That said, if you do your own taxes, you may find that you need to figure out your itemized deductions first. That’s the only sure way to calculate whether you get more back from the standard deduction or not. Therefore, it might not save you as much time as it should.

If you want to save time and are willing to take the chance that you may or may not save money, then just take the standard deduction. In most cases, it’ll be the right thing to do. The standard deduction has almost doubled, which means that most people won’t save money with itemized deductions.

On the other hand, these 2018 tax changes are designed to last until at least 2025. Therefore, you might want to do the math this year, see if the standard deduction truly makes sense for you, then use that information when filing in future years.

The Changes Benefit Low and Mid-Income Filers

The people who benefit the most from these changes are those who are low-income or middle-income. They are most likely to get more back from the new standard deduction. Tax Foundation reports that the use of itemized deductions will drop more than 70% for people with an income between $10,000 and $50,000. Furthermore, it will drop at least 63% for people earning between $50,000 and $200,000. Therefore, if you earn less than $200,000 then chances are that you benefit from the new standard deduction.

Additional 2018 Tax Changes

Here are some other important things to know:

  • Fewer people will need to pay the Alternative Minimum Tax Liability.
  • The maximum credit for the Child Tax Credit has increased so it pays to have kids.
  • Furthermore, there’s a new additional credit for other types of dependents.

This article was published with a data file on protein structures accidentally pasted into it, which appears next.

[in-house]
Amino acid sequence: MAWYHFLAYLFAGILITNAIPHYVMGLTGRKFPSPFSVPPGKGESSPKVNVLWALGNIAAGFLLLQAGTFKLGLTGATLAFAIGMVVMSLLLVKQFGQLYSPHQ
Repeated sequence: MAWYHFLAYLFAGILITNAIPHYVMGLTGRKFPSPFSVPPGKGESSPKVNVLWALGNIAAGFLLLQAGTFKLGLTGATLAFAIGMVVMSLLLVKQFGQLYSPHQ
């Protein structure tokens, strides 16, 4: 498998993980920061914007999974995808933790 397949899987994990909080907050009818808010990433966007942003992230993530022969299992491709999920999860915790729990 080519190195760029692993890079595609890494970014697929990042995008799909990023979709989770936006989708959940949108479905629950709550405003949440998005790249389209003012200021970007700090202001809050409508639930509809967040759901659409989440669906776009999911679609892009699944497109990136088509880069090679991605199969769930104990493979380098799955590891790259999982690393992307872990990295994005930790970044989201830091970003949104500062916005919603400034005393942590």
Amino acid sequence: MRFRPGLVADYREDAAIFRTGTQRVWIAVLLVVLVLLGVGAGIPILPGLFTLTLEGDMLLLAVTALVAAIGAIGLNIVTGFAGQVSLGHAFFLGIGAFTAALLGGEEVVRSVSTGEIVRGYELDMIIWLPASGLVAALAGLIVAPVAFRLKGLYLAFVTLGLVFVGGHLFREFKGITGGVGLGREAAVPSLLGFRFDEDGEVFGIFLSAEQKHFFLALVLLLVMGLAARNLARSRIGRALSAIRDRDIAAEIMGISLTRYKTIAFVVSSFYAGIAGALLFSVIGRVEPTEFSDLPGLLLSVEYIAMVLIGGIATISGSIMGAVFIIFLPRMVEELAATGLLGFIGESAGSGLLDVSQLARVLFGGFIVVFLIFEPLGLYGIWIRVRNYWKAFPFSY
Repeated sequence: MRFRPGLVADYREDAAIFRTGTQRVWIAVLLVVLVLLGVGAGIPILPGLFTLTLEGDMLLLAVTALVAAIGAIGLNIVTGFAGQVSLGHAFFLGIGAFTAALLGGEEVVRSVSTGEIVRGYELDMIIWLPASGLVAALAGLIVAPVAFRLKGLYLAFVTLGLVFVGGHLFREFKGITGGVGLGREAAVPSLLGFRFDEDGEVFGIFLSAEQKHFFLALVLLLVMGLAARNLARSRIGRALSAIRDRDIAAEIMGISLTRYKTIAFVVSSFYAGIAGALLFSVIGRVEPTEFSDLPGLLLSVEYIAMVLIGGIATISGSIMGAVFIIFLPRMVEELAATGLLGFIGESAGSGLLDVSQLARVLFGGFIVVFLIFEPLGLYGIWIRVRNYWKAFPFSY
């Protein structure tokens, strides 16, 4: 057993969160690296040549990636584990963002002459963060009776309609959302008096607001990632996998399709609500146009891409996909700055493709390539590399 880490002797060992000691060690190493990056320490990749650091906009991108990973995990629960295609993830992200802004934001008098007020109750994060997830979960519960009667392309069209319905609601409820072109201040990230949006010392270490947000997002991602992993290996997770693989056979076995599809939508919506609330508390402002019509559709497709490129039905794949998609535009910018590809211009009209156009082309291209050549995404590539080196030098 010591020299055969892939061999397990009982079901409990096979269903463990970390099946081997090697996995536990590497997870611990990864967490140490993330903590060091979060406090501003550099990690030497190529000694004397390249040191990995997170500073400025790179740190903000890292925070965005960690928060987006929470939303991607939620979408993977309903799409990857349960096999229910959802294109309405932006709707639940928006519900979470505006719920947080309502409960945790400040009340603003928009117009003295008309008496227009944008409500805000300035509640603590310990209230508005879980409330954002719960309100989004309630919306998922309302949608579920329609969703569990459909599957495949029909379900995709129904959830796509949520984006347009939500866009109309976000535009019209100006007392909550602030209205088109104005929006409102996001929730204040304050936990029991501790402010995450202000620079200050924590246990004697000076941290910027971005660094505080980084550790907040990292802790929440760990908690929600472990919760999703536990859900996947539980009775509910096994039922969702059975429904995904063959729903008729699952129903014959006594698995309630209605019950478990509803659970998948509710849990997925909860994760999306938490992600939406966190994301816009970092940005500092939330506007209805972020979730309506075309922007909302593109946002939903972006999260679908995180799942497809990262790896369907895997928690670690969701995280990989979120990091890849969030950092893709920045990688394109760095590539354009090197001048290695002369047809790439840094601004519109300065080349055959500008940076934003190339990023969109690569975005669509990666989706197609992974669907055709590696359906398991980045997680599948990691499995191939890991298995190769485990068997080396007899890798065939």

• Tax brackets have changed, generally lowering marginal tax rates.
  • If you are self-employed or a small business owner, there are additional changes to learn about.

There’s one more important thing to note. Due to the 2018 tax changes, many people had less money taken out of their paychecks this year than in years past. If that’s true for you, then your refund will likely be smaller than years past as well. Even though you may pay less in taxes, you get less back because you paid in less.

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Why Aren’t Millennials Investing?

millennials investing

Why aren’t millennials investing?

Millennials investing seems to be a scarcity in this decade, but it doesn’t mean they shouldn’t. So what’s the problem? Why aren’t we millennials investing more?

I can’t speak for everyone, but I know personally, my top reasons for not investing in earlier years are as follows:

 

  • Lack of funds. When I first graduated college in 2009, I was feeling the recession along with many other freshly graduated college students.
  • Lack of knowledge. I never felt confidently enough to invest. I thought the risk was much too large and that the return would reflect this.
  • Lack of skill. I did not create a steady budget for myself nor did I have any type of savings. My personal finance skills were nonexistent.